Experimental Plots

Both exhausting, in-the-full-Virginia-heat sampling sessions are over for the summer, so now I finally have time to talk about the interesting things I’ve learned and come across during my research this semester! For those who don’t remember my abstract, I am studying the effects that deer overpopulation is having on plant communities in the College Woods. To do this, I’m comparing the number of individuals and the types of species present in deer excluded plots versus deer open plots.

To start off with, I thought I’d explain a little more what I mean by “plots.” In the College Woods are 32 10mx10m plots. Half of them are surrounded by 7ft fencing to keep out deer. Within each plot are four subplots, but I only sample two of the four subplots in any one plot. There are large PVC pipes in the center of the two subplots I sample, and smaller pipes designating the corners of all the subplots. Before I sample each subplot, I set up four poles aligned to the cardinal directions and attach the “ring-a-ma-jig” (a 1m length of chain with a screwdriver at the end) to the center pole. Below is a picture of one of the subplots after all the equipment has been put in place. Knowing the cardinal directions of each plot helps us to find specific plants later if need be. I use the ring-a-ma-jig to designate a circle 1m in diameter, which is the section I actually sample. By “sampling,” I mean that I identify every single individual in the subplot down to the species (if possible, some are more difficult than others) and record that plant’s height. It’s a bit of a long process, but the more data we have, the more we can learn!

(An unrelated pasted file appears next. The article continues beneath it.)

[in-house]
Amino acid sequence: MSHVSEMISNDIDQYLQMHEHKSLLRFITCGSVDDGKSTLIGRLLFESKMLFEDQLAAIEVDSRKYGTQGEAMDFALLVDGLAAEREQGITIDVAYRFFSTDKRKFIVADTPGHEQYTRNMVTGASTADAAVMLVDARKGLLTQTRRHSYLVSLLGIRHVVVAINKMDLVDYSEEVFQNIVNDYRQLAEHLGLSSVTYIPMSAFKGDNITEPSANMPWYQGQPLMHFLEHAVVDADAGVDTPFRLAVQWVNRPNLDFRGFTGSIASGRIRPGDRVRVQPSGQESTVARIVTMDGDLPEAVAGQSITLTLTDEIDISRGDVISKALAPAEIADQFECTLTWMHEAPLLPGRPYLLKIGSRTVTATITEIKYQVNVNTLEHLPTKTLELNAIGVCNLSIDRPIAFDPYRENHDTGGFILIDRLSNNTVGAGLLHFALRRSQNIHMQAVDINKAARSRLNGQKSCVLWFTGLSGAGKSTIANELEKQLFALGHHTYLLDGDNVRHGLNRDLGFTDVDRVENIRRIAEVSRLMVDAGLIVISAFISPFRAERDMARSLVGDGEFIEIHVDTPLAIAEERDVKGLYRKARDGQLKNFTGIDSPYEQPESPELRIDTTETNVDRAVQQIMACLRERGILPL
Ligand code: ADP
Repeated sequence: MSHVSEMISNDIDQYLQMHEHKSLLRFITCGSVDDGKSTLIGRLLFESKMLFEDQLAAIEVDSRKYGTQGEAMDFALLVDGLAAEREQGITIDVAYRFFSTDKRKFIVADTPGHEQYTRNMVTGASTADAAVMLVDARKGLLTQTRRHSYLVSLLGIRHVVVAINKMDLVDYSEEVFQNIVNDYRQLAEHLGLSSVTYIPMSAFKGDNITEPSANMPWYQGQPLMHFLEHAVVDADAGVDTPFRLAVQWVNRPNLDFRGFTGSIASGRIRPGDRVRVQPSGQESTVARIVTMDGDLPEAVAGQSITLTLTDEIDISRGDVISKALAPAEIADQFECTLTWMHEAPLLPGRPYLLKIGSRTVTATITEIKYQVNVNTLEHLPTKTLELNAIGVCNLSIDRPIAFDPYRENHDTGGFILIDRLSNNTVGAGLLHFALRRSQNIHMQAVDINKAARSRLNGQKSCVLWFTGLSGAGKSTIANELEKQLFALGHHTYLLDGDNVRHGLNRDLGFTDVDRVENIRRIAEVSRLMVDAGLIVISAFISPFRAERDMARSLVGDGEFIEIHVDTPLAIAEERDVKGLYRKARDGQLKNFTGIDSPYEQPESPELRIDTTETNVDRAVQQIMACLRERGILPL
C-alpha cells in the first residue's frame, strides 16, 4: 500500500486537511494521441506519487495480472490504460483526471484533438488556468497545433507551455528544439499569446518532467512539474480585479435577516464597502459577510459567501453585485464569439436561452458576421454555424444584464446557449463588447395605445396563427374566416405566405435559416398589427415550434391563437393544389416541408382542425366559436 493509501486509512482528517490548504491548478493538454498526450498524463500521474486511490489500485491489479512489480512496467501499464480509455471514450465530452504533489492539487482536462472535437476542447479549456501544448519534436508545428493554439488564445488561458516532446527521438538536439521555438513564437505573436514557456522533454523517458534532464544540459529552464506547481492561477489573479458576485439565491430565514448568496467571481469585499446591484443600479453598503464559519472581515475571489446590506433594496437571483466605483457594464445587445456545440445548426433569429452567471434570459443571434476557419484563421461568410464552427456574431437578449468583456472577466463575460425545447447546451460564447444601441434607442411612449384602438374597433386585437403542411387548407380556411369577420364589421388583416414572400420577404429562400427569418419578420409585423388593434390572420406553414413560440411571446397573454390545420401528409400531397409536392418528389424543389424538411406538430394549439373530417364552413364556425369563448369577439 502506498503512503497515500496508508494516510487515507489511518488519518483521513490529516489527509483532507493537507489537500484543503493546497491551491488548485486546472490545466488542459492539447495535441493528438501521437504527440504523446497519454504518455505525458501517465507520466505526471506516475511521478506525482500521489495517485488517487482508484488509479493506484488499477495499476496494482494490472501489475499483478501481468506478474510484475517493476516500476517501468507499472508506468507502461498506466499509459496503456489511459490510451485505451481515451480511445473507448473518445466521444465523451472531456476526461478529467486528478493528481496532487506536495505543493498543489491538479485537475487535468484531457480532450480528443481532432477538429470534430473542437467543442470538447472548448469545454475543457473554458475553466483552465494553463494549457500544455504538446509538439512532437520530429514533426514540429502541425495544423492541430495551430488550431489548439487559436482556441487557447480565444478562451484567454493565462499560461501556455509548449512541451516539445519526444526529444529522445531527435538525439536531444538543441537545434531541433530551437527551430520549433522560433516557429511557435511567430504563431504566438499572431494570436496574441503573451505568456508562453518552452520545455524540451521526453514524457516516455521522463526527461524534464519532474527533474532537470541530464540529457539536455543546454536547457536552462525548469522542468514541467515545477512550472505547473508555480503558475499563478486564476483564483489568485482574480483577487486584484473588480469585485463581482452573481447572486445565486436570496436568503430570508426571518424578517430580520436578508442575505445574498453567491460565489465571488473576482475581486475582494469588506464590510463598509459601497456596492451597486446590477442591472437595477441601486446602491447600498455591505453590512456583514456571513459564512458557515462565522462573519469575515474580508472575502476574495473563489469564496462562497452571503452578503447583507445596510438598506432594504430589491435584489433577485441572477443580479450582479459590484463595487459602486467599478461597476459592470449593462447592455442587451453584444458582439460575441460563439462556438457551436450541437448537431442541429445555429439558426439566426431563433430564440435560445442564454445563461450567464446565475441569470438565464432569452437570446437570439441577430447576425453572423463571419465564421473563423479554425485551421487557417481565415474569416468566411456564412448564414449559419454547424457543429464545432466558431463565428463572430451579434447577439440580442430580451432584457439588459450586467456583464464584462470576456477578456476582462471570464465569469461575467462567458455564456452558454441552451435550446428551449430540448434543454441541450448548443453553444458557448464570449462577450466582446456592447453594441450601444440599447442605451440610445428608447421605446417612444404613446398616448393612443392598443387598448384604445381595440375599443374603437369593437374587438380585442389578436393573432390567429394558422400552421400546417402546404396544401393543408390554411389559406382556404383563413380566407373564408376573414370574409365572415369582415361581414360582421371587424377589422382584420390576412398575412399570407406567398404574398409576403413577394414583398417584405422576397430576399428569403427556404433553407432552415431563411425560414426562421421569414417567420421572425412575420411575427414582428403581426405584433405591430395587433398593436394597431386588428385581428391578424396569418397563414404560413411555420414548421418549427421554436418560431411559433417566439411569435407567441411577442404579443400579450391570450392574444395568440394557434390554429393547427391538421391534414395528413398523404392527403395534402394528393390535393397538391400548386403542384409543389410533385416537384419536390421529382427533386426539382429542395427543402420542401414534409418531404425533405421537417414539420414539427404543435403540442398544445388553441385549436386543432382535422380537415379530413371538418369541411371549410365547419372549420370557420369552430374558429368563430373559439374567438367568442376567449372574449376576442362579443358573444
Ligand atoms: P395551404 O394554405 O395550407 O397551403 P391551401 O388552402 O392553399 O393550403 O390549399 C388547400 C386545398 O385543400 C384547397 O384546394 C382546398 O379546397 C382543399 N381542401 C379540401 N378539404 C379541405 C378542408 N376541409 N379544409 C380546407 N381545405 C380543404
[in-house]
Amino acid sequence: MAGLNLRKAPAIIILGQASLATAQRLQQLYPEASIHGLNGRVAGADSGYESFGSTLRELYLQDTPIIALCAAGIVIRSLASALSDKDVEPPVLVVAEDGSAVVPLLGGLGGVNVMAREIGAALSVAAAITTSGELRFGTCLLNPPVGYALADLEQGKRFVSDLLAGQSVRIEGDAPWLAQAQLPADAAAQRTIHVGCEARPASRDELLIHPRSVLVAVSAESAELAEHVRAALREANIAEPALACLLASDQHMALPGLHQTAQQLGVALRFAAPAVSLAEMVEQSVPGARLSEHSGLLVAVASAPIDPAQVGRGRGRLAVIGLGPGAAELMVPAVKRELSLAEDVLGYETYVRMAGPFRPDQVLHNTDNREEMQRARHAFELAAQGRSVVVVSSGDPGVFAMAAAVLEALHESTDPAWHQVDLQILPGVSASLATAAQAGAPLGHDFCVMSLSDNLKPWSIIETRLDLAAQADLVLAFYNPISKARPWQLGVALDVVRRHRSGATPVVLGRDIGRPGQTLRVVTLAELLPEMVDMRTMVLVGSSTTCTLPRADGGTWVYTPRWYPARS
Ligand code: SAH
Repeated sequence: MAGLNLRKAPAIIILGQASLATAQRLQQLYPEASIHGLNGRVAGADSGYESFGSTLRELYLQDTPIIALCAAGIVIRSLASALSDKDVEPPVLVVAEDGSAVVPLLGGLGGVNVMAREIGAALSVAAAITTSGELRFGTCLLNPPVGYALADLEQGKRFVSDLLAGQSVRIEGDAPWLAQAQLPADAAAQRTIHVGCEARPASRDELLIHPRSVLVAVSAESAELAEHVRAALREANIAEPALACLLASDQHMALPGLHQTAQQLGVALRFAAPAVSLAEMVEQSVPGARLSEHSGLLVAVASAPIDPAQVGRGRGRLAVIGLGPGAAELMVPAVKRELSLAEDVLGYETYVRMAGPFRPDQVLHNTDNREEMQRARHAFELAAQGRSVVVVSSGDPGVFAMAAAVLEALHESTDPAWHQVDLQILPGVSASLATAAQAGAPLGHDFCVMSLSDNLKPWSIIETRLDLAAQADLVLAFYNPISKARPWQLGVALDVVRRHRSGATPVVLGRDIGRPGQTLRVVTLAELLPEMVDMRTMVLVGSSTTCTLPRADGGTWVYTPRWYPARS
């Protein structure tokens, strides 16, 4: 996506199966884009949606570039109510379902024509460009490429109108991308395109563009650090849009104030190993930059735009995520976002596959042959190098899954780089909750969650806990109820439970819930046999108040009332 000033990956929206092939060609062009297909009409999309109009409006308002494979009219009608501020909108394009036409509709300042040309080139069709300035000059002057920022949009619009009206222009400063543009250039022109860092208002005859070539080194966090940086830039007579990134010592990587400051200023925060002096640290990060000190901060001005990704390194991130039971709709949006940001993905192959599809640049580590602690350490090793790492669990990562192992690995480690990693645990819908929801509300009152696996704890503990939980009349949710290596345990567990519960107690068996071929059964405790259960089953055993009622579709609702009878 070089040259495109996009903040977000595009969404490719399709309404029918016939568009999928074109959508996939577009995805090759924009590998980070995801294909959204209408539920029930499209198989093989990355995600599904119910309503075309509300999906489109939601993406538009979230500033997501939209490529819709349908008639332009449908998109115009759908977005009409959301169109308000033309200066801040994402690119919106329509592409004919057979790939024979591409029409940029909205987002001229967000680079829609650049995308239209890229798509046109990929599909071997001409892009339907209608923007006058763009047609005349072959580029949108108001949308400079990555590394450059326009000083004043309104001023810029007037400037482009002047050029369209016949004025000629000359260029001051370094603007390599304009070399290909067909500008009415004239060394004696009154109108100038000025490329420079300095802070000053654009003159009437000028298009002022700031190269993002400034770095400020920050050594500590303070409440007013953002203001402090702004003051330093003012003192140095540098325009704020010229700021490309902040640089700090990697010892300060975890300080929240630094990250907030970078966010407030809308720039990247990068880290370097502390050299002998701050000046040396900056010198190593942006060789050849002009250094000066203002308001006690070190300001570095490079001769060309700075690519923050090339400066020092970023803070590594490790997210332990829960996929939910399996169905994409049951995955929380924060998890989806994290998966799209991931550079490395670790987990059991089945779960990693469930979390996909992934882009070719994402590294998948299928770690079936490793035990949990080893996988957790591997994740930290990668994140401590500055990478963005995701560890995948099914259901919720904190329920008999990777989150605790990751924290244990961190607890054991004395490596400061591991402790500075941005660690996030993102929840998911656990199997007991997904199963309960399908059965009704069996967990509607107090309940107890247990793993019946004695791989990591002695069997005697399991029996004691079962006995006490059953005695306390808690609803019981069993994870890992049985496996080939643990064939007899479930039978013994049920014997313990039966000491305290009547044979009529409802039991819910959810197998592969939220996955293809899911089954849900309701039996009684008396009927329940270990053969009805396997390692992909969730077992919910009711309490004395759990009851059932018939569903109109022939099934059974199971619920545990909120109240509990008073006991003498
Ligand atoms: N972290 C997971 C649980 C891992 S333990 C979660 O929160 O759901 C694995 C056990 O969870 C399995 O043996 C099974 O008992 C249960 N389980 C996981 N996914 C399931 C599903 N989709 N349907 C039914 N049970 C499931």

This is what my field research generally looks like!

This is what my field research generally looks like!

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